Elephant Seal Monitoring at Point Reyes National Seashore

Three elephant seals of different sizes lying on a beach
From back to front, an adult male northern elephant seal, an adult female, and a pup.

© A. Frostholm

Map of all seven elephant seal breeding sites in California, with Point Reyes highlighted in red

Why Are Elephant Seals Important?

As top ocean predators, and prey for even larger predators like orca whales, elephant seals are a key component of the marine ecosystem. Changes in their populations often reflect changes in marine conditions, so monitoring them gives us important insights into the state of our oceans. Elephant seals can also be readily counted when they come ashore each year to give birth, breed, and molt. Point Reyes National Seashore is one of only about a dozen sites where northern elephant seals breed worldwide.

Why Do We Monitor Elephant Seals?

  • To detect trends in population size and reproduction
  • To determine trends in elephant seal distribution on Point Reyes beaches
  • To identify potential threats to the elephant seal population
  • To share and compare data with other elephant seal researchers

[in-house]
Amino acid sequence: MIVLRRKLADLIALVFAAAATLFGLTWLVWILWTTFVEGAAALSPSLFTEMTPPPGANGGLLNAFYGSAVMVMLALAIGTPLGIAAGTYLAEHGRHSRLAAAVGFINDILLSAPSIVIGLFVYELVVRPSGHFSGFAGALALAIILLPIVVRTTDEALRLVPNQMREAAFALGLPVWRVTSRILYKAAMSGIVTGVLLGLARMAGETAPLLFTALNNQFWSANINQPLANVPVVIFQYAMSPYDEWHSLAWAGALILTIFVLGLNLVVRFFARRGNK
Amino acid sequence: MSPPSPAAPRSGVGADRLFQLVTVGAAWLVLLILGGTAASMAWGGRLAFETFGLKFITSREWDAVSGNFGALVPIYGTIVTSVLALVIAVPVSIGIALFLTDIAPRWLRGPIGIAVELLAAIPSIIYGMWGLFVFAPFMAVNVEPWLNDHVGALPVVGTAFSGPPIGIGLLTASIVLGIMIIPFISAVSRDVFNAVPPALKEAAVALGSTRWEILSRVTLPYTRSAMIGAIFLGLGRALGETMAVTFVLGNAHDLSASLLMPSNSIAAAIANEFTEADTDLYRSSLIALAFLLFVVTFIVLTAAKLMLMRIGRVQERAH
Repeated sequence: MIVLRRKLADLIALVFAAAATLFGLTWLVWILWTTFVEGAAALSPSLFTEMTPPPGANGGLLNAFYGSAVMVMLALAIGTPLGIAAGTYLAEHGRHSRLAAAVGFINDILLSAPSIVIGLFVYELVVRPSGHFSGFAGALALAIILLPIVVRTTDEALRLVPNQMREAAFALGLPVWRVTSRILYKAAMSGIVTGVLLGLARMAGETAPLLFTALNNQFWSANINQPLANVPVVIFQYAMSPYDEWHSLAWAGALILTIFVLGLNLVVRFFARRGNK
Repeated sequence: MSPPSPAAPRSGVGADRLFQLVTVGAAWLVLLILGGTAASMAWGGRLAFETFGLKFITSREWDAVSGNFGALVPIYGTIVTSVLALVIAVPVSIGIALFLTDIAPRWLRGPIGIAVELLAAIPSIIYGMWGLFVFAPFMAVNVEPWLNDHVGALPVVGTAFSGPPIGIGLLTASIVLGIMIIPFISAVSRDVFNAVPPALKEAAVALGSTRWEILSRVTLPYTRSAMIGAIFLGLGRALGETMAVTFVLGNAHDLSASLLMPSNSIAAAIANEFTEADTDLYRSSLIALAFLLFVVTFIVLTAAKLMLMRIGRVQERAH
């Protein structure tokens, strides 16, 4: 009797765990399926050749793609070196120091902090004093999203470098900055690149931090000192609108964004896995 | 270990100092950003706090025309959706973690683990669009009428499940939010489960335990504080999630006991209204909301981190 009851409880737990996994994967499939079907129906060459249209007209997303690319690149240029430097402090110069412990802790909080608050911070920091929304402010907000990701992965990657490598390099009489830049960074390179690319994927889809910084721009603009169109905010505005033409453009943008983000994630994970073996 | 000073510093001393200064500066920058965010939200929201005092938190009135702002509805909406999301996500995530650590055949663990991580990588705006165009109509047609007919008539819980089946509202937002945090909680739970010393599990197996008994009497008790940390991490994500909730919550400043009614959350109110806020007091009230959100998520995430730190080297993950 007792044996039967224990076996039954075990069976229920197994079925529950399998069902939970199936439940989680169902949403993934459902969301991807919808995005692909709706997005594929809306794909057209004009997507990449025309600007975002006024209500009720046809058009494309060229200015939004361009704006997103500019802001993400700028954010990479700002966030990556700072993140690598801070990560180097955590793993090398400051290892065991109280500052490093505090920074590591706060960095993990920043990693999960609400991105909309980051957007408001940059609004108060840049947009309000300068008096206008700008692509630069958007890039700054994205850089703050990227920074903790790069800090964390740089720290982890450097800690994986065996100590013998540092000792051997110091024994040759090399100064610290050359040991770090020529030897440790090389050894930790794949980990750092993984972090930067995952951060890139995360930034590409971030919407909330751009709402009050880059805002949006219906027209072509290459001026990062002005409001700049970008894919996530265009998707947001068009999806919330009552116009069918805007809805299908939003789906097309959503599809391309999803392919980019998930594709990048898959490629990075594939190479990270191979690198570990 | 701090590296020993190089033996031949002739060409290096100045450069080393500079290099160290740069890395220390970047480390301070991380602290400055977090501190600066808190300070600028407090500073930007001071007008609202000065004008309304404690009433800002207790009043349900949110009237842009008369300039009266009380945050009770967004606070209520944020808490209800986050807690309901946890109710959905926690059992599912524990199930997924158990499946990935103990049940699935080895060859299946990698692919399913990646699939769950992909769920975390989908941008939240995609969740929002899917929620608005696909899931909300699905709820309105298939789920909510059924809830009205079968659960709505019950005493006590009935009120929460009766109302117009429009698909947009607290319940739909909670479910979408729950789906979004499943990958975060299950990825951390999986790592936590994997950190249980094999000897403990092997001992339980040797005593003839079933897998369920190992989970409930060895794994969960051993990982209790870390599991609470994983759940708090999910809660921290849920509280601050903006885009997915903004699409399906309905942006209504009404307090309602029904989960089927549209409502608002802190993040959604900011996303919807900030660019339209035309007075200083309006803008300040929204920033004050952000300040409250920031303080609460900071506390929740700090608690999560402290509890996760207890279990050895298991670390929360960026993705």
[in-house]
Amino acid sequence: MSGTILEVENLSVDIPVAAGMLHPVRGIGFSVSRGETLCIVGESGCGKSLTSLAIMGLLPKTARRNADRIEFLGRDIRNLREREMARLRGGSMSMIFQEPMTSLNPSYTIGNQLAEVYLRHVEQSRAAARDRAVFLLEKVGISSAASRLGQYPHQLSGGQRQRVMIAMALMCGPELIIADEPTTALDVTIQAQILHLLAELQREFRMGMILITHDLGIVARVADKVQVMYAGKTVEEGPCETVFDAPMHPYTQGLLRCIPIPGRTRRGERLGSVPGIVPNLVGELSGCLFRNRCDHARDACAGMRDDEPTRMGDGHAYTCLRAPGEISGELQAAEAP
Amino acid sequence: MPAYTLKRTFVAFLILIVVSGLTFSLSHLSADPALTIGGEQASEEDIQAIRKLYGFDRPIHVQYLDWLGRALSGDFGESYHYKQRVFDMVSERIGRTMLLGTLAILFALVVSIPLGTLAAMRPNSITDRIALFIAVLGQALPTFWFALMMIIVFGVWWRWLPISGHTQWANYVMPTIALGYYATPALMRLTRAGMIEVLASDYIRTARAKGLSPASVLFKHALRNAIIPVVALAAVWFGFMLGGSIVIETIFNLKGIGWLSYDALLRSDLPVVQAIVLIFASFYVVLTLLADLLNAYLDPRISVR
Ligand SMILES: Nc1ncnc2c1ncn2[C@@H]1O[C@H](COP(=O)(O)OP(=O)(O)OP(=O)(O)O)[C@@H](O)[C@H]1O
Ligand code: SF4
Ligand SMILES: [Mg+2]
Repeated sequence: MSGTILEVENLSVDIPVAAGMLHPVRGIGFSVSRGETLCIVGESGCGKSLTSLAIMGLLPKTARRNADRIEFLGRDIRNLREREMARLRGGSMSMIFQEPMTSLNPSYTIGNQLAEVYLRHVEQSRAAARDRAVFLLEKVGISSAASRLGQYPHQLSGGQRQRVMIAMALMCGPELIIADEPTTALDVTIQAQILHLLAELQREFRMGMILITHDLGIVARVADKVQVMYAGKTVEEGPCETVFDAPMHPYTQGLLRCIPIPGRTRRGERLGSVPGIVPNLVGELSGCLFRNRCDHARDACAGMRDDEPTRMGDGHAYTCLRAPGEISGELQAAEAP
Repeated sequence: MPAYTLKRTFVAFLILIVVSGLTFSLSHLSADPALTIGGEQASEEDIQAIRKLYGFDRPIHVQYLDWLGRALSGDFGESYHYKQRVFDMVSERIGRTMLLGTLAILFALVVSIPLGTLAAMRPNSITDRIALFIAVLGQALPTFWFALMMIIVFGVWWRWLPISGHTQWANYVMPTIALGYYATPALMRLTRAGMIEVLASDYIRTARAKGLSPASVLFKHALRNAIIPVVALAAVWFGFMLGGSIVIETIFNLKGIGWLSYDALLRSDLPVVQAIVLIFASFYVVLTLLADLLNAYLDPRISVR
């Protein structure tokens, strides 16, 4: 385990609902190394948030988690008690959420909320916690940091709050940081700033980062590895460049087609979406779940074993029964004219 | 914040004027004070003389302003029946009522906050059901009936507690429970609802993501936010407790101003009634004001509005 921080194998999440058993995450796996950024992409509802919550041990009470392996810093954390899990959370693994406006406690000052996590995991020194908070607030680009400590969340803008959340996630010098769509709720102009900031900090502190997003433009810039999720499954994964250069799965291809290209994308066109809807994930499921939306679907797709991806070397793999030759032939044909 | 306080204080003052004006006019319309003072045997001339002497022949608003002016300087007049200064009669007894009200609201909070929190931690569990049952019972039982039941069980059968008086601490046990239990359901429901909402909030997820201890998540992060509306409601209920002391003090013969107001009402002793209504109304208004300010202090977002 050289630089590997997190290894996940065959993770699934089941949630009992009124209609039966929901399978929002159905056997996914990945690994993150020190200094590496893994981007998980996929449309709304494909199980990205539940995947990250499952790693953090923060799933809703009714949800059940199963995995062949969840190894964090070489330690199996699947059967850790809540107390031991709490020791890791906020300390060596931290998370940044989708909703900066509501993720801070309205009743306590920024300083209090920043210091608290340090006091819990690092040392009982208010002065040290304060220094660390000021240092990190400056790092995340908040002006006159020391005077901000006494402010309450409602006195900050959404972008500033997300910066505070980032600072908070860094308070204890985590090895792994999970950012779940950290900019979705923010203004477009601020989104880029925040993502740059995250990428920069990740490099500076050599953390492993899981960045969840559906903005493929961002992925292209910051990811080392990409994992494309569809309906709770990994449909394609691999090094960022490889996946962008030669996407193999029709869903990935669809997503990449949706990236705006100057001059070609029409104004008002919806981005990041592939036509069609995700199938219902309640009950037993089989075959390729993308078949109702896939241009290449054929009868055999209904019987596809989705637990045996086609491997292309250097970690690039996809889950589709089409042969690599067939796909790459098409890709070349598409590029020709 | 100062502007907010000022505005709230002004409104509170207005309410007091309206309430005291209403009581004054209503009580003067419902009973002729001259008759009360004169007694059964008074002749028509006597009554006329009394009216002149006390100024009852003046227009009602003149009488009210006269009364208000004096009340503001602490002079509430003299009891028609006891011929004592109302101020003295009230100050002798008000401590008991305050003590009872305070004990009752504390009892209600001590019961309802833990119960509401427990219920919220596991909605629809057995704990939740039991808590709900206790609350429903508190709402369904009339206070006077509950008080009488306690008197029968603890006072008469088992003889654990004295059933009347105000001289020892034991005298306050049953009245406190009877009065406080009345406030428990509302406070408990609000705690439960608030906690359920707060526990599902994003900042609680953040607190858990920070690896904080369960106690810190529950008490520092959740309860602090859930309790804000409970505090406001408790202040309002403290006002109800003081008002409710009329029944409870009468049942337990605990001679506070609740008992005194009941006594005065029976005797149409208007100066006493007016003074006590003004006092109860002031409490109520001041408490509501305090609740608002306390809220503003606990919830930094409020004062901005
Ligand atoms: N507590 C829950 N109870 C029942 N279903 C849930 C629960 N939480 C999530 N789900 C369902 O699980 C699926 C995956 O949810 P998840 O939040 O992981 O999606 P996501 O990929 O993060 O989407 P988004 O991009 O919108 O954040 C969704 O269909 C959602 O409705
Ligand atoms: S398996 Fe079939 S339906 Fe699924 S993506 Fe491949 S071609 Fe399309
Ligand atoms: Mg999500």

How Do We Use the Monitoring Data?

  • To ensure northern elephant seal and visitor safety through appropriate signage, staffing, visitor outreach, and beach closures
  • To document northern elephant seal colony expansion and interactions with other species.
  • To predict and prepare for the effects of climate change, such as sea level rise, on Point Reyes beaches and wildlife
Three plump, large-eyed elephant seal pups resting their heads on each other
Weaned pups linger on the beach after their mothers have returned to sea. During this time, biologists tag them so they can be identified when they return to Point Reyes or to other colonies in subsequent years.

NPS / Heather Jensen

What Have We Learned?

Once widely distributed along the California and Baja California coasts, northern
elephant seals were hunted to the brink of extinction in the mid-1800s for their
oil-rich blubber. As few as 100 seals may have remained before hunting was
banned by the Mexican and United States governments in the early 20th century.
The population has since been recovering and recolonizing historic territories with
added support from the U.S. Marine Mammal Protection Act of 1972.

At Point Reyes, northern elephant seal colonies were absent for more than
150 years until a colony formed in the winter of 1981. The new colony grew
exponentially until 1997-98. Growth continues, though at a much slower pace,
and elephant seals have continued to expand into new sub-colonies within Point

For More Information

Marine Ecologist
Sarah Codde

Pacific Coast Science & Learning Center
San Francisco Bay Area Inventory & Monitoring Network

Summary by Jessica Weinberg McClosky, April 2013.
Download PDF from the Data Store

Last updated: December 15, 2018